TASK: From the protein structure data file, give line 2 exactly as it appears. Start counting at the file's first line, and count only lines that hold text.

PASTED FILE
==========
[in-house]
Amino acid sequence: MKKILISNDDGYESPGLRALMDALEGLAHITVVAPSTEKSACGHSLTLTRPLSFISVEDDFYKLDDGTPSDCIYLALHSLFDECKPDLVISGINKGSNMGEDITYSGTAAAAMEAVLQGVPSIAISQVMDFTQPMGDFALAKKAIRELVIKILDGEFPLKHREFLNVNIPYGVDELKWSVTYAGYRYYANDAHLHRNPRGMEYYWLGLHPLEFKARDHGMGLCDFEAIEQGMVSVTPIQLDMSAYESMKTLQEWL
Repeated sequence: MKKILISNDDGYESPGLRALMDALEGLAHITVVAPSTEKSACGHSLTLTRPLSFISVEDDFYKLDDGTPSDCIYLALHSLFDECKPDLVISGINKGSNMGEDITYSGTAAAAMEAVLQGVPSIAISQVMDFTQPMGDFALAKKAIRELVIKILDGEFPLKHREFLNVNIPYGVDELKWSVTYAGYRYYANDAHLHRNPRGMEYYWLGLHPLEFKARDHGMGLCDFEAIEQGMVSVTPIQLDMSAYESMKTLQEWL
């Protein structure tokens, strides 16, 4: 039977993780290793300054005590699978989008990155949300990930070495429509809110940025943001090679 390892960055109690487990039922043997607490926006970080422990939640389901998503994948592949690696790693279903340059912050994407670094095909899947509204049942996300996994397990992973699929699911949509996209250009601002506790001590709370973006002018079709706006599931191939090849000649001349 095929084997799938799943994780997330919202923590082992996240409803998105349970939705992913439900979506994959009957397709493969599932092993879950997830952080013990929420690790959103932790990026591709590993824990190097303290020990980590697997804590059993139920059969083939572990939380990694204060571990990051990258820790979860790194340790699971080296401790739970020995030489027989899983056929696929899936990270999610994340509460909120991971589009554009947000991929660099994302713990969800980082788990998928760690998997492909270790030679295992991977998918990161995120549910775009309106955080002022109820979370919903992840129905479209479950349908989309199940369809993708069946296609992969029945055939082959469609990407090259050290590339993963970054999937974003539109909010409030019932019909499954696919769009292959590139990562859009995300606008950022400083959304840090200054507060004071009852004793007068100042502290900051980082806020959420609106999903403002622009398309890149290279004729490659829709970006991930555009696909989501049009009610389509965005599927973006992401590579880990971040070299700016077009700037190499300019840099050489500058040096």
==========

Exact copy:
Amino acid sequence: MKKILISNDDGYESPGLRALMDALEGLAHITVVAPSTEKSACGHSLTLTRPLSFISVEDDFYKLDDGTPSDCIYLALHSLFDECKPDLVISGINKGSNMGEDITYSGTAAAAMEAVLQGVPSIAISQVMDFTQPMGDFALAKKAIRELVIKILDGEFPLKHREFLNVNIPYGVDELKWSVTYAGYRYYANDAHLHRNPRGMEYYWLGLHPLEFKARDHGMGLCDFEAIEQGMVSVTPIQLDMSAYESMKTLQEWL